At the D’Ieteren Volkswagen sales outlet in Brussels, longtime loyal customers are considering leaving the brand. Laura, the proud owner of two German VW cars, says she will switch to a Chinese-owned Volvo electric vehicle for her next purchase. Two of her friends recently bought Chinese EVs and she says, “They are pretty nice.”

In her 2023 State of the Union address, European Commission President Ursula von der Leyen blamed China for flooding the continent with artificially low-priced electric cars. 

Subsequently, she announced the launch of an anti-subsidy investigation into imports of Chinese electric vehicles. If the EU determines that Chinese car prices are kept artificially low, it could impose punitive tariffs.

It’s a lose-lose for Germany’s famed carmakers. BMW, Mercedes, Porsche, and Volkswagen: either their robust sales in China will be jeopardized or they risk being outpaced in their home market by less expensive, next-generation Chinese electric vehicles.

The fate of Germany’s powerful carmakers underlines a broad dilemma for European business. Like many key European industries, from Louis Vuitton handbags to Dutch chipmaking machines, BMW, Porsche, Mercedes, and VW depend on exports to the giant Chinese market. Yet EU fears of subsidized Chinese production sweeping through Europe are mounting. Over the past few decades, subsidized Chinese solar panels, wind turbine parts, and other products have devastated key European industries.

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The EU’s bloc’s trade deficit with China hit a record €396 billion last year, its highest ever. In a historic shift, Europe imported more cars in 2022 from China than it exported to the country.

Beyond the deficit, the EU joins the US in perceiving a risk to its key technologies. In October, Brussels published a recommendation for the EU’s economic security, identifying advanced semiconductors, artificial intelligence, quantum tech, and biotech as four technology areas that “are considered highly likely to present the most sensitive and immediate risks.”

Although no mention is made of electric vehicles, they are central to European hopes of combating climate change. In March, EU governments adopted a regulation banning the sale of gas cars by 2035.

Chinese manufacturers have seized the opportunity. According to the European Automobile Manufacturers’ Association, Chinese brands accounted for 4% of EU battery-electric sales in 2022, up from 0.4% in 2019. The reasons are simple: price and quality. A Volkswagen electric ID.7 is priced at €56,995. A similar-sized BYD Seal Design is 17% less expensive, costing €46,990. At the Munich Auto Show in September, former longtime executive in the Volkswagen Group and current Renault CEO Luca de Meo noted the gap, saying, “I think they are a generation ahead of us.”

German manufacturers are Europe’s most vulnerable because China is a crucial market. According to the German Association of the Automotive Industry, German automakers exported 254,607 cars to China, Volkswagen alone produced 3.2 million vehicles in the country in 2022. The day after von der Leyen’s speech, German car manufacturers’ stocks plummeted: BMW fell 2.08%, Mercedes-Benz 1.56%, and Volkswagen 1.83%. Germany’s automobile association said the subsidy probe could provoke a “backlash from China.”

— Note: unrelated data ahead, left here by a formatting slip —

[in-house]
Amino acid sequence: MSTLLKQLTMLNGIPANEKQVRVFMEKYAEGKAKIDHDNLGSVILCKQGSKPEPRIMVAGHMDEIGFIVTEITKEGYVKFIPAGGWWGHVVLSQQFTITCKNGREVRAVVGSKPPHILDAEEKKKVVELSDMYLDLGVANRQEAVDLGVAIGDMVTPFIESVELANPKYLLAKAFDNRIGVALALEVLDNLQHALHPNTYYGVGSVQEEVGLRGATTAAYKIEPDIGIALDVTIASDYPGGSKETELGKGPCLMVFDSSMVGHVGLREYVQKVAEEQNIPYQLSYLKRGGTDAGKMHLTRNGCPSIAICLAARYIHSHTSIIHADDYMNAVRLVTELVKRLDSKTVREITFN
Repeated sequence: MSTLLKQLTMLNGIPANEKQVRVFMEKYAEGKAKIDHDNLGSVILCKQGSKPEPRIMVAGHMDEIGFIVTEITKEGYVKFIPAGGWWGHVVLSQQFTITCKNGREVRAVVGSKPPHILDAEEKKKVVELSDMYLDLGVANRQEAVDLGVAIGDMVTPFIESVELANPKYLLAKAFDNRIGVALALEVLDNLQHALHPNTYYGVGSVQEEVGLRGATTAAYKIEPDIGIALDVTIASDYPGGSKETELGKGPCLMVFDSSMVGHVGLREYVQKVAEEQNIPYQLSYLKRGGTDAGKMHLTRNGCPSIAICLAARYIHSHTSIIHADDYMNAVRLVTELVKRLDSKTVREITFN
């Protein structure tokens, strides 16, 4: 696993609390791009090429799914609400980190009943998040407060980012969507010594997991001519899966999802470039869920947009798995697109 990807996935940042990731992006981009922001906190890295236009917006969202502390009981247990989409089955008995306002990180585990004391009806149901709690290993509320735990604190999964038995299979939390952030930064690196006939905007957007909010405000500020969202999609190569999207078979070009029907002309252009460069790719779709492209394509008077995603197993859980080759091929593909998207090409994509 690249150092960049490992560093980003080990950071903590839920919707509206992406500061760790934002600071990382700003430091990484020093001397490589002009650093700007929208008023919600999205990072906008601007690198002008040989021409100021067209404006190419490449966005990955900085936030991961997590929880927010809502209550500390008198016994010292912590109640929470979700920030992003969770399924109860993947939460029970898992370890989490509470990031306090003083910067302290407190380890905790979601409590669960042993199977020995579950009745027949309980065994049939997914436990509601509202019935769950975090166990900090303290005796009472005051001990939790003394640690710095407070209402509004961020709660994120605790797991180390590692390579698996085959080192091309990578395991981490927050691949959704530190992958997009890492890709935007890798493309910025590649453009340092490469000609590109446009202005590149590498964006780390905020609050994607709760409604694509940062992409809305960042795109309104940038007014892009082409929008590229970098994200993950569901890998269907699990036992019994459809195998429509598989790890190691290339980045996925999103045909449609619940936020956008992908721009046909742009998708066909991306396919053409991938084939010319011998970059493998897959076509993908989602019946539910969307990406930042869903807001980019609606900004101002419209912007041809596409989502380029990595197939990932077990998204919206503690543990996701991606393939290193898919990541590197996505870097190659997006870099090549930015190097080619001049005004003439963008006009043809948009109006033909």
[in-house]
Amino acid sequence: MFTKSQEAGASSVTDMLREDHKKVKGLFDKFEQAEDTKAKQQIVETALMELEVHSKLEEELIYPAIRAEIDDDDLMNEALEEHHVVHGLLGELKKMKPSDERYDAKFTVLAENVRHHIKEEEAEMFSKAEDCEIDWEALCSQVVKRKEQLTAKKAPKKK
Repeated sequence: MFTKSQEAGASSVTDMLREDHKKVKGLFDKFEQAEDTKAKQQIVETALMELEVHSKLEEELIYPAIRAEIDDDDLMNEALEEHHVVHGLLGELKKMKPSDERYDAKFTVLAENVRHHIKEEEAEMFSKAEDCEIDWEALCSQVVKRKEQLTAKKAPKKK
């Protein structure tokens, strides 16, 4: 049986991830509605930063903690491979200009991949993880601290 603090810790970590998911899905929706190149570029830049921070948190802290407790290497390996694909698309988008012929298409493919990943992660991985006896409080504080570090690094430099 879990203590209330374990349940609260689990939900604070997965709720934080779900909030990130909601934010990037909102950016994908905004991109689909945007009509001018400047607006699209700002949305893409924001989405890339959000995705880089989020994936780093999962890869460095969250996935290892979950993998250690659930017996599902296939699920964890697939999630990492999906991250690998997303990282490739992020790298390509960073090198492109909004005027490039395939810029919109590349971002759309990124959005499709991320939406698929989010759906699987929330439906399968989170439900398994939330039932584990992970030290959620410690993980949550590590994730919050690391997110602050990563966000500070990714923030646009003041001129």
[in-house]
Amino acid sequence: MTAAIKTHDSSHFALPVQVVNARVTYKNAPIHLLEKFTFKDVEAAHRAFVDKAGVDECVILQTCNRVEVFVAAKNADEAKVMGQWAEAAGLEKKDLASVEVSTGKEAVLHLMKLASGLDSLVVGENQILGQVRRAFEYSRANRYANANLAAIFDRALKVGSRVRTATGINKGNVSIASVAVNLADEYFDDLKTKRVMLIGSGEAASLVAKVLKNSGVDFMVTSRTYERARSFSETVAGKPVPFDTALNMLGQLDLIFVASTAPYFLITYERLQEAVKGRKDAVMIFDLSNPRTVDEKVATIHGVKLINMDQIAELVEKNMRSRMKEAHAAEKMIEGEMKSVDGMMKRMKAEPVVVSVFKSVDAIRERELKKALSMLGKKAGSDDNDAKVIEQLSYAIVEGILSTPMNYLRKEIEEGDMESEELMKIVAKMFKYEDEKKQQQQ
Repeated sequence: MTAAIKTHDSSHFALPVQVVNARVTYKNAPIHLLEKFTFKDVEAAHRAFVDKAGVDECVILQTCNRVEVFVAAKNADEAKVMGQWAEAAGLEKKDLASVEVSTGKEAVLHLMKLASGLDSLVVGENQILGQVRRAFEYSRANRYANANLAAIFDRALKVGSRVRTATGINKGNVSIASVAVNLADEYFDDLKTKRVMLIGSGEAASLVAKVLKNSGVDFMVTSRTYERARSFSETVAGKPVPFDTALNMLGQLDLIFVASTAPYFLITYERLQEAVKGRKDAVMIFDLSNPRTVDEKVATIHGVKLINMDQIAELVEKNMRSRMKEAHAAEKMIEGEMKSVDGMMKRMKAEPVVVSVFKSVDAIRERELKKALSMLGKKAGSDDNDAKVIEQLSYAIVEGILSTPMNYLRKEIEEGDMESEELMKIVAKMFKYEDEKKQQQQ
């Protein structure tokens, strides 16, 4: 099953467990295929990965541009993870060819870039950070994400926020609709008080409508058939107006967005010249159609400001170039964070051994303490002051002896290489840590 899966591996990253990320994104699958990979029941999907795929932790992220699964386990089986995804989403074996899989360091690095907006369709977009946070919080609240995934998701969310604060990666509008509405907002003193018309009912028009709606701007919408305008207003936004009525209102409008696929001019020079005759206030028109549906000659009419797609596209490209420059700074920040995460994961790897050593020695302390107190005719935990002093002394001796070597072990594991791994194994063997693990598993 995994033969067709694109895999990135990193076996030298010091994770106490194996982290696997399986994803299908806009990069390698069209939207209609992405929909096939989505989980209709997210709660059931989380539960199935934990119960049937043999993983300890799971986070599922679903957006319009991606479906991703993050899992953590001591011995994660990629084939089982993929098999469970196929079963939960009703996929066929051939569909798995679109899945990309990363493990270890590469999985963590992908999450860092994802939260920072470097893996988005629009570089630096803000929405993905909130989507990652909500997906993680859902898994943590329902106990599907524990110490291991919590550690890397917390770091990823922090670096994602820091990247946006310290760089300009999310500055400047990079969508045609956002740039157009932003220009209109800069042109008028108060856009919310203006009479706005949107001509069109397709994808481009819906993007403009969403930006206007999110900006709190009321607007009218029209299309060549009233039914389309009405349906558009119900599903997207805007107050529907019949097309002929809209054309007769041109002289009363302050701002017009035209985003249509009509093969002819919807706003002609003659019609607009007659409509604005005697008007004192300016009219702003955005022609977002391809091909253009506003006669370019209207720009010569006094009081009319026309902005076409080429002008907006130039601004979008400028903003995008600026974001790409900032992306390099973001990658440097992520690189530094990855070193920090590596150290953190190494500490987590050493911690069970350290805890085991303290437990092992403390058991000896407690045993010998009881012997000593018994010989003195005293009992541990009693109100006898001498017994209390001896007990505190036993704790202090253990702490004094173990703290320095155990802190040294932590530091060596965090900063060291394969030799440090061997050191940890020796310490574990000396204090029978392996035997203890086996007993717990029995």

Beyond autos, EU-China trade tensions are rising. European officials complain about a deteriorating environment for investors. During a recent visit to Shanghai, EU Trade Commissioner Valdis Dombrovskis said China’s new foreign relations law and its newly broadened counter-espionage law were of “great concern.” The EU’s top foreign policy official Josep Borrell visited Beijing in October and warned that public sentiment in Europe could turn more protectionist if the region’s trade deficit with China is not reduced. This month, the EU’s Internal Markets Commissioner Thierry Breton will visit Beijing and Hong Kong.

How might a trade war be avoided? The EU could allow Chinese manufacturers unencumbered access to the European market in exchange for German manufacturers’ unencumbered access to work with and learn from Chinese manufacturers, argues Daila Marin, a Professor of International Economics at the School of Management of the Technical University of Munich.

That solution might be a win-win — or it might just give China a road to race ahead of German cars on the autobahn. As long as Chinese subsidies risk creating an uneven competitive road, German carmakers and the rest of European industry face a bumpy journey.

Della Johnson is an intern at CEPA’s Digital Innovation Initiative.

Bill Echikson is a non-resident CEPA Senior Fellow and editor of Bandwidth.

Bandwidth is CEPA’s online journal dedicated to advancing transatlantic cooperation on tech policy. All opinions are those of the author and do not necessarily represent the position or views of the institutions they represent or the Center for European Policy Analysis.

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